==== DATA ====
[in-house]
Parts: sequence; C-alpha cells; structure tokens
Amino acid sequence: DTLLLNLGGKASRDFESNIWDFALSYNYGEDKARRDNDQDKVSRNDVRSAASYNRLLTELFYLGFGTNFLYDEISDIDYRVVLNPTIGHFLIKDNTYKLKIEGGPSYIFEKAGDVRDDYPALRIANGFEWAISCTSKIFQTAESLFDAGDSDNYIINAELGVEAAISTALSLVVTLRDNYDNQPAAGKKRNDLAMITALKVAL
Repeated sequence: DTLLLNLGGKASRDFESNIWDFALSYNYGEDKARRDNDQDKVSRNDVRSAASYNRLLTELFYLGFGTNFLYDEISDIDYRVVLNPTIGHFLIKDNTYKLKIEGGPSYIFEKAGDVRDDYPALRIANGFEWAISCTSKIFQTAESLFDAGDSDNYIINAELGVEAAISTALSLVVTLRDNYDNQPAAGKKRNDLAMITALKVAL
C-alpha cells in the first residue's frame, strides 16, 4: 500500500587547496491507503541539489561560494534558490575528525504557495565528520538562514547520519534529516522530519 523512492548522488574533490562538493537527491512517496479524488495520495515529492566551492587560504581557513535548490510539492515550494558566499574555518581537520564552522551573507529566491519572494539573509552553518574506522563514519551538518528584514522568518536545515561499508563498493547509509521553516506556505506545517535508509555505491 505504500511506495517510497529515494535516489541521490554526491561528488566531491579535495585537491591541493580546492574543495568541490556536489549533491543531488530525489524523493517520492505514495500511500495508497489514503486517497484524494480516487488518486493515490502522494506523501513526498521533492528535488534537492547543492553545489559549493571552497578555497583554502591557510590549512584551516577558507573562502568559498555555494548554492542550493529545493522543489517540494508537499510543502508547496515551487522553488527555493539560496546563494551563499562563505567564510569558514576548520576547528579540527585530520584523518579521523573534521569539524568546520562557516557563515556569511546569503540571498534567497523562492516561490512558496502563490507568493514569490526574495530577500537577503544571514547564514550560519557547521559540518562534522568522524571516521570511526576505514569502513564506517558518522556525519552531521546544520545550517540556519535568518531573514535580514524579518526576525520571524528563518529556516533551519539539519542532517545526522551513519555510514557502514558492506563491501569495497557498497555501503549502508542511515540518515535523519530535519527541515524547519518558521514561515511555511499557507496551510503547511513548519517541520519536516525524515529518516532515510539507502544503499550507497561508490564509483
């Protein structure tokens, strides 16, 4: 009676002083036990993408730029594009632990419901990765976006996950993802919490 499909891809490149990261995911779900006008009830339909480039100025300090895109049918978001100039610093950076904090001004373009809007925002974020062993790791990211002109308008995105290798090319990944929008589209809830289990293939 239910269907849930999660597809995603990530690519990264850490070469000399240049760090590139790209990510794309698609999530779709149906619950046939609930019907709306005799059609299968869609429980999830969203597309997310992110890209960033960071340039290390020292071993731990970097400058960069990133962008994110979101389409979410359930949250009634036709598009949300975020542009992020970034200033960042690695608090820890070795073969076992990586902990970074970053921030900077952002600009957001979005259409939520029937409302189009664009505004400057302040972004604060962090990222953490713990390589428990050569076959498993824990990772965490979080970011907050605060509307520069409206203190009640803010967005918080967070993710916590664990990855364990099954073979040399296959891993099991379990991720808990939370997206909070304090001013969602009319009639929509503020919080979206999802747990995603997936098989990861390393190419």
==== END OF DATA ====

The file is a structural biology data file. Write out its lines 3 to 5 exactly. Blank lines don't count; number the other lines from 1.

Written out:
Amino acid sequence: DTLLLNLGGKASRDFESNIWDFALSYNYGEDKARRDNDQDKVSRNDVRSAASYNRLLTELFYLGFGTNFLYDEISDIDYRVVLNPTIGHFLIKDNTYKLKIEGGPSYIFEKAGDVRDDYPALRIANGFEWAISCTSKIFQTAESLFDAGDSDNYIINAELGVEAAISTALSLVVTLRDNYDNQPAAGKKRNDLAMITALKVAL
Repeated sequence: DTLLLNLGGKASRDFESNIWDFALSYNYGEDKARRDNDQDKVSRNDVRSAASYNRLLTELFYLGFGTNFLYDEISDIDYRVVLNPTIGHFLIKDNTYKLKIEGGPSYIFEKAGDVRDDYPALRIANGFEWAISCTSKIFQTAESLFDAGDSDNYIINAELGVEAAISTALSLVVTLRDNYDNQPAAGKKRNDLAMITALKVAL
C-alpha cells in the first residue's frame, strides 16, 4: 500500500587547496491507503541539489561560494534558490575528525504557495565528520538562514547520519534529516522530519 523512492548522488574533490562538493537527491512517496479524488495520495515529492566551492587560504581557513535548490510539492515550494558566499574555518581537520564552522551573507529566491519572494539573509552553518574506522563514519551538518528584514522568518536545515561499508563498493547509509521553516506556505506545517535508509555505491 505504500511506495517510497529515494535516489541521490554526491561528488566531491579535495585537491591541493580546492574543495568541490556536489549533491543531488530525489524523493517520492505514495500511500495508497489514503486517497484524494480516487488518486493515490502522494506523501513526498521533492528535488534537492547543492553545489559549493571552497578555497583554502591557510590549512584551516577558507573562502568559498555555494548554492542550493529545493522543489517540494508537499510543502508547496515551487522553488527555493539560496546563494551563499562563505567564510569558514576548520576547528579540527585530520584523518579521523573534521569539524568546520562557516557563515556569511546569503540571498534567497523562492516561490512558496502563490507568493514569490526574495530577500537577503544571514547564514550560519557547521559540518562534522568522524571516521570511526576505514569502513564506517558518522556525519552531521546544520545550517540556519535568518531573514535580514524579518526576525520571524528563518529556516533551519539539519542532517545526522551513519555510514557502514558492506563491501569495497557498497555501503549502508542511515540518515535523519530535519527541515524547519518558521514561515511555511499557507496551510503547511513548519517541520519536516525524515529518516532515510539507502544503499550507497561508490564509483